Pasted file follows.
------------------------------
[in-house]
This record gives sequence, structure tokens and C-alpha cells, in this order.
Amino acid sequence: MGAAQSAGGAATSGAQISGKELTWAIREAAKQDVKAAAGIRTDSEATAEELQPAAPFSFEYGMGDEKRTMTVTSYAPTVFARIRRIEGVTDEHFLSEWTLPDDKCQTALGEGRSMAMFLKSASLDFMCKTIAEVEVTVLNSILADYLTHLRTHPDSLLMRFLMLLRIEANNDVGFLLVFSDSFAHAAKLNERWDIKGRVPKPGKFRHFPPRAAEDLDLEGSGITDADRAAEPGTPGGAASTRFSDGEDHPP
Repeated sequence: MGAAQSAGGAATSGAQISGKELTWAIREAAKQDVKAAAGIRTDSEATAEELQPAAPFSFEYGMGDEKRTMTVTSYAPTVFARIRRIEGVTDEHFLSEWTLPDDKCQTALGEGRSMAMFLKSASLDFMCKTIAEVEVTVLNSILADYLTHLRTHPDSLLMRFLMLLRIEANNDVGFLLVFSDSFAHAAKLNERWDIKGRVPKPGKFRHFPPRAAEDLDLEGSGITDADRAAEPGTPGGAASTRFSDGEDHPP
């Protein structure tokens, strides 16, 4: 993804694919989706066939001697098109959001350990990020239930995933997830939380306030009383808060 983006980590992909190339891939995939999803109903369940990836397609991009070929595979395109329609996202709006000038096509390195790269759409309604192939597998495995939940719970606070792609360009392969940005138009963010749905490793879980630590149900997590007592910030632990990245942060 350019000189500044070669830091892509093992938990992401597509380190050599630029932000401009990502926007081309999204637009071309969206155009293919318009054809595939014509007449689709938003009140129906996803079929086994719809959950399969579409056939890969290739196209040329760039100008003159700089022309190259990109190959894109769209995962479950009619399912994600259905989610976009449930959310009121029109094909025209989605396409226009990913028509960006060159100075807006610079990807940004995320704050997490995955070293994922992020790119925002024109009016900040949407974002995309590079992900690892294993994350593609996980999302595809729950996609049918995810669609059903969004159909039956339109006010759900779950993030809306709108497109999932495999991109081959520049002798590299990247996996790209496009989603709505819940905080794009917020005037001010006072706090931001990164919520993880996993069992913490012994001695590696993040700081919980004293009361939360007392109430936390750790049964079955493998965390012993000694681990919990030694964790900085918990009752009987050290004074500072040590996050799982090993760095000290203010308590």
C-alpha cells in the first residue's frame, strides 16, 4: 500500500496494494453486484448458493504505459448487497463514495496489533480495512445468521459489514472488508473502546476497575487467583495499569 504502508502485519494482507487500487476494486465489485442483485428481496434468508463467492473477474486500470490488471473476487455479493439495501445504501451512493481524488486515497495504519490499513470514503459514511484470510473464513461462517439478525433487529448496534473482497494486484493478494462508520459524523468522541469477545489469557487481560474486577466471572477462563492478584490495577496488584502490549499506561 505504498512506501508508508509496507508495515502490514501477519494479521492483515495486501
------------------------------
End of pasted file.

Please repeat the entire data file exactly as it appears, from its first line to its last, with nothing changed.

[in-house]
This record gives sequence, structure tokens and C-alpha cells, in this order.
Amino acid sequence: MGAAQSAGGAATSGAQISGKELTWAIREAAKQDVKAAAGIRTDSEATAEELQPAAPFSFEYGMGDEKRTMTVTSYAPTVFARIRRIEGVTDEHFLSEWTLPDDKCQTALGEGRSMAMFLKSASLDFMCKTIAEVEVTVLNSILADYLTHLRTHPDSLLMRFLMLLRIEANNDVGFLLVFSDSFAHAAKLNERWDIKGRVPKPGKFRHFPPRAAEDLDLEGSGITDADRAAEPGTPGGAASTRFSDGEDHPP
Repeated sequence: MGAAQSAGGAATSGAQISGKELTWAIREAAKQDVKAAAGIRTDSEATAEELQPAAPFSFEYGMGDEKRTMTVTSYAPTVFARIRRIEGVTDEHFLSEWTLPDDKCQTALGEGRSMAMFLKSASLDFMCKTIAEVEVTVLNSILADYLTHLRTHPDSLLMRFLMLLRIEANNDVGFLLVFSDSFAHAAKLNERWDIKGRVPKPGKFRHFPPRAAEDLDLEGSGITDADRAAEPGTPGGAASTRFSDGEDHPP
């Protein structure tokens, strides 16, 4: 993804694919989706066939001697098109959001350990990020239930995933997830939380306030009383808060 983006980590992909190339891939995939999803109903369940990836397609991009070929595979395109329609996202709006000038096509390195790269759409309604192939597998495995939940719970606070792609360009392969940005138009963010749905490793879980630590149900997590007592910030632990990245942060 350019000189500044070669830091892509093992938990992401597509380190050599630029932000401009990502926007081309999204637009071309969206155009293919318009054809595939014509007449689709938003009140129906996803079929086994719809959950399969579409056939890969290739196209040329760039100008003159700089022309190259990109190959894109769209995962479950009619399912994600259905989610976009449930959310009121029109094909025209989605396409226009990913028509960006060159100075807006610079990807940004995320704050997490995955070293994922992020790119925002024109009016900040949407974002995309590079992900690892294993994350593609996980999302595809729950996609049918995810669609059903969004159909039956339109006010759900779950993030809306709108497109999932495999991109081959520049002798590299990247996996790209496009989603709505819940905080794009917020005037001010006072706090931001990164919520993880996993069992913490012994001695590696993040700081919980004293009361939360007392109430936390750790049964079955493998965390012993000694681990919990030694964790900085918990009752009987050290004074500072040590996050799982090993760095000290203010308590």
C-alpha cells in the first residue's frame, strides 16, 4: 500500500496494494453486484448458493504505459448487497463514495496489533480495512445468521459489514472488508473502546476497575487467583495499569 504502508502485519494482507487500487476494486465489485442483485428481496434468508463467492473477474486500470490488471473476487455479493439495501445504501451512493481524488486515497495504519490499513470514503459514511484470510473464513461462517439478525433487529448496534473482497494486484493478494462508520459524523468522541469477545489469557487481560474486577466471572477462563492478584490495577496488584502490549499506561 505504498512506501508508508509496507508495515502490514501477519494479521492483515495486501